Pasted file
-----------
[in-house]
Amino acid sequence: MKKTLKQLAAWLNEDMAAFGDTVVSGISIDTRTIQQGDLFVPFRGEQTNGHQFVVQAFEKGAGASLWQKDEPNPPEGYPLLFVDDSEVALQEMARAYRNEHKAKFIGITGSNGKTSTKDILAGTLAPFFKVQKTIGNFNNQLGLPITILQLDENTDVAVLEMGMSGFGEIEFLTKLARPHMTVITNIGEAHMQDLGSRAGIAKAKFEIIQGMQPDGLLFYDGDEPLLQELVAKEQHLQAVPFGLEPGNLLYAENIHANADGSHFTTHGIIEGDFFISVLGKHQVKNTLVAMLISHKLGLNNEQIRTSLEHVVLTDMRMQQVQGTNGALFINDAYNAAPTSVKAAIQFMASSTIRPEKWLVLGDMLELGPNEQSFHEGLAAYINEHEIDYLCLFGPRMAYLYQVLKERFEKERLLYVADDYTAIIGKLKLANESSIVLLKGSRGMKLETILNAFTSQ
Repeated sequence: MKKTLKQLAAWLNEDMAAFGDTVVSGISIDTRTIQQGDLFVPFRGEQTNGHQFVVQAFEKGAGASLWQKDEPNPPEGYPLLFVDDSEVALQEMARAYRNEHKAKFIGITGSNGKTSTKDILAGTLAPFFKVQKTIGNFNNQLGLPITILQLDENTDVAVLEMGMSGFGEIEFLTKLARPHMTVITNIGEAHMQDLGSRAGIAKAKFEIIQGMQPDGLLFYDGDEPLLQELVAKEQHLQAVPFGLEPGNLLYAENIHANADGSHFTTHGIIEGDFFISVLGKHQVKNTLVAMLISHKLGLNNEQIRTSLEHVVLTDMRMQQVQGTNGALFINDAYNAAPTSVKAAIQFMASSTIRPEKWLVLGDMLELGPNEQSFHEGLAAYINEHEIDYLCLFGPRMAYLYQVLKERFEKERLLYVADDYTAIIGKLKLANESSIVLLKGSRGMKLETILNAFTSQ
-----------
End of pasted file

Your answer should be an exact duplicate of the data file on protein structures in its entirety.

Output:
[in-house]
Amino acid sequence: MKKTLKQLAAWLNEDMAAFGDTVVSGISIDTRTIQQGDLFVPFRGEQTNGHQFVVQAFEKGAGASLWQKDEPNPPEGYPLLFVDDSEVALQEMARAYRNEHKAKFIGITGSNGKTSTKDILAGTLAPFFKVQKTIGNFNNQLGLPITILQLDENTDVAVLEMGMSGFGEIEFLTKLARPHMTVITNIGEAHMQDLGSRAGIAKAKFEIIQGMQPDGLLFYDGDEPLLQELVAKEQHLQAVPFGLEPGNLLYAENIHANADGSHFTTHGIIEGDFFISVLGKHQVKNTLVAMLISHKLGLNNEQIRTSLEHVVLTDMRMQQVQGTNGALFINDAYNAAPTSVKAAIQFMASSTIRPEKWLVLGDMLELGPNEQSFHEGLAAYINEHEIDYLCLFGPRMAYLYQVLKERFEKERLLYVADDYTAIIGKLKLANESSIVLLKGSRGMKLETILNAFTSQ
Repeated sequence: MKKTLKQLAAWLNEDMAAFGDTVVSGISIDTRTIQQGDLFVPFRGEQTNGHQFVVQAFEKGAGASLWQKDEPNPPEGYPLLFVDDSEVALQEMARAYRNEHKAKFIGITGSNGKTSTKDILAGTLAPFFKVQKTIGNFNNQLGLPITILQLDENTDVAVLEMGMSGFGEIEFLTKLARPHMTVITNIGEAHMQDLGSRAGIAKAKFEIIQGMQPDGLLFYDGDEPLLQELVAKEQHLQAVPFGLEPGNLLYAENIHANADGSHFTTHGIIEGDFFISVLGKHQVKNTLVAMLISHKLGLNNEQIRTSLEHVVLTDMRMQQVQGTNGALFINDAYNAAPTSVKAAIQFMASSTIRPEKWLVLGDMLELGPNEQSFHEGLAAYINEHEIDYLCLFGPRMAYLYQVLKERFEKERLLYVADDYTAIIGKLKLANESSIVLLKGSRGMKLETILNAFTSQ